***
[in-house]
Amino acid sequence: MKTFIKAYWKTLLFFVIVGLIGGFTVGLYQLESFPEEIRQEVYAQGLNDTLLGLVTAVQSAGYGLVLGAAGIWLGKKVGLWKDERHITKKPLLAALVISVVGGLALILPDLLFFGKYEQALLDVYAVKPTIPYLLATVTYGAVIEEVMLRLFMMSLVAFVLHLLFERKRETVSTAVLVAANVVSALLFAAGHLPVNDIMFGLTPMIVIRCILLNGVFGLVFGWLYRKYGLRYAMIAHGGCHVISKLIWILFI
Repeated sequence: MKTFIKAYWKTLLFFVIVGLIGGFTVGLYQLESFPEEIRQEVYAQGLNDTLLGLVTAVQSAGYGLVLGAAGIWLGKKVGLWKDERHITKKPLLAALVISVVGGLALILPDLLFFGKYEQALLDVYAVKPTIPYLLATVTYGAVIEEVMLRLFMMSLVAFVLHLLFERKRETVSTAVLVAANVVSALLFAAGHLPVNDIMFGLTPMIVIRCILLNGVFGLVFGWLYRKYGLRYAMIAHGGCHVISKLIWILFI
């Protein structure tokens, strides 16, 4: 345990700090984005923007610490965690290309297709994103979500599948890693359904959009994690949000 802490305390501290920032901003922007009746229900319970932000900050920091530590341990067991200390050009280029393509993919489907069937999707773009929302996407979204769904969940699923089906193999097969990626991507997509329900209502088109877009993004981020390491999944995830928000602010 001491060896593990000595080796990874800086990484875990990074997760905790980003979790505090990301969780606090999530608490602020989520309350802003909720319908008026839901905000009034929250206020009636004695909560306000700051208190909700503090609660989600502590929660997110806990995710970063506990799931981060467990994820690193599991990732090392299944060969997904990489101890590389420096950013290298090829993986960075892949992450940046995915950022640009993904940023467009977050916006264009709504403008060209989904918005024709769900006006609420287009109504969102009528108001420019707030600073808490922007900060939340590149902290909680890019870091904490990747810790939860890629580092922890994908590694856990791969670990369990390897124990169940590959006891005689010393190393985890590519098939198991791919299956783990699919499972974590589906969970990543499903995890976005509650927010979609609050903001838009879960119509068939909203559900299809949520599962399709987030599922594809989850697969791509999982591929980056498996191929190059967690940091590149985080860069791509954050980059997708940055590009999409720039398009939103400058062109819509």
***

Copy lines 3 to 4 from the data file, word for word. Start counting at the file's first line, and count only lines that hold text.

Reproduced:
Repeated sequence: MKTFIKAYWKTLLFFVIVGLIGGFTVGLYQLESFPEEIRQEVYAQGLNDTLLGLVTAVQSAGYGLVLGAAGIWLGKKVGLWKDERHITKKPLLAALVISVVGGLALILPDLLFFGKYEQALLDVYAVKPTIPYLLATVTYGAVIEEVMLRLFMMSLVAFVLHLLFERKRETVSTAVLVAANVVSALLFAAGHLPVNDIMFGLTPMIVIRCILLNGVFGLVFGWLYRKYGLRYAMIAHGGCHVISKLIWILFI
């Protein structure tokens, strides 16, 4: 345990700090984005923007610490965690290309297709994103979500599948890693359904959009994690949000 802490305390501290920032901003922007009746229900319970932000900050920091530590341990067991200390050009280029393509993919489907069937999707773009929302996407979204769904969940699923089906193999097969990626991507997509329900209502088109877009993004981020390491999944995830928000602010 001491060896593990000595080796990874800086990484875990990074997760905790980003979790505090990301969780606090999530608490602020989520309350802003909720319908008026839901905000009034929250206020009636004695909560306000700051208190909700503090609660989600502590929660997110806990995710970063506990799931981060467990994820690193599991990732090392299944060969997904990489101890590389420096950013290298090829993986960075892949992450940046995915950022640009993904940023467009977050916006264009709504403008060209989904918005024709769900006006609420287009109504969102009528108001420019707030600073808490922007900060939340590149902290909680890019870091904490990747810790939860890629580092922890994908590694856990791969670990369990390897124990169940590959006891005689010393190393985890590519098939198991791919299956783990699919499972974590589906969970990543499903995890976005509650927010979609609050903001838009879960119509068939909203559900299809949520599962399709987030599922594809989850697969791509999982591929980056498996191929190059967690940091590149985080860069791509954050980059997708940055590009999409720039398009939103400058062109819509």